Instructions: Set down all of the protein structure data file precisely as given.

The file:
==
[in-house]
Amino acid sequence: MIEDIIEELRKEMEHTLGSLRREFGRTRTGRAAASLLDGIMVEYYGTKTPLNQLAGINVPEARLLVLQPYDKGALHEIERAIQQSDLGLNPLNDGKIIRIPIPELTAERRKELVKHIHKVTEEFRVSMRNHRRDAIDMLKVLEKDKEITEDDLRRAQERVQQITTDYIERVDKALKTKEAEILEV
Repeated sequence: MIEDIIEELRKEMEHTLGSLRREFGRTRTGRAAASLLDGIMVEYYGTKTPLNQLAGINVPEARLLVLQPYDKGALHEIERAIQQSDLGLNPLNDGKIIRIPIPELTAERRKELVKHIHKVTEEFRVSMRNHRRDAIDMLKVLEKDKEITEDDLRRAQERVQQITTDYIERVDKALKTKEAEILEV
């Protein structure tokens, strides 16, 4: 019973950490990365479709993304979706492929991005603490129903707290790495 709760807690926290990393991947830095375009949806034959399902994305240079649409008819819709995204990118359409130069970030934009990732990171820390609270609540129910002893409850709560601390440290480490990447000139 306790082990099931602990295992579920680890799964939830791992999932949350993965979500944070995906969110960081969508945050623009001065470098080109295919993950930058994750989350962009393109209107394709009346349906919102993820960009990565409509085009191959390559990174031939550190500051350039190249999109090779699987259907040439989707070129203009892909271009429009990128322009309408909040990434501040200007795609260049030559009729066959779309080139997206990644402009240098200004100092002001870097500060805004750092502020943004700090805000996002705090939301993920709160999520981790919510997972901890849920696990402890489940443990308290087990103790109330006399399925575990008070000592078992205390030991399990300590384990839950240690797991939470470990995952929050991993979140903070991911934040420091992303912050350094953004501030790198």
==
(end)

[in-house]
Amino acid sequence: MIEDIIEELRKEMEHTLGSLRREFGRTRTGRAAASLLDGIMVEYYGTKTPLNQLAGINVPEARLLVLQPYDKGALHEIERAIQQSDLGLNPLNDGKIIRIPIPELTAERRKELVKHIHKVTEEFRVSMRNHRRDAIDMLKVLEKDKEITEDDLRRAQERVQQITTDYIERVDKALKTKEAEILEV
Repeated sequence: MIEDIIEELRKEMEHTLGSLRREFGRTRTGRAAASLLDGIMVEYYGTKTPLNQLAGINVPEARLLVLQPYDKGALHEIERAIQQSDLGLNPLNDGKIIRIPIPELTAERRKELVKHIHKVTEEFRVSMRNHRRDAIDMLKVLEKDKEITEDDLRRAQERVQQITTDYIERVDKALKTKEAEILEV
């Protein structure tokens, strides 16, 4: 019973950490990365479709993304979706492929991005603490129903707290790495 709760807690926290990393991947830095375009949806034959399902994305240079649409008819819709995204990118359409130069970030934009990732990171820390609270609540129910002893409850709560601390440290480490990447000139 306790082990099931602990295992579920680890799964939830791992999932949350993965979500944070995906969110960081969508945050623009001065470098080109295919993950930058994750989350962009393109209107394709009346349906919102993820960009990565409509085009191959390559990174031939550190500051350039190249999109090779699987259907040439989707070129203009892909271009429009990128322009309408909040990434501040200007795609260049030559009729066959779309080139997206990644402009240098200004100092002001870097500060805004750092502020943004700090805000996002705090939301993920709160999520981790919510997972901890849920696990402890489940443990308290087990103790109330006399399925575990008070000592078992205390030991399990300590384990839950240690797991939470470990995952929050991993979140903070991911934040420091992303912050350094953004501030790198």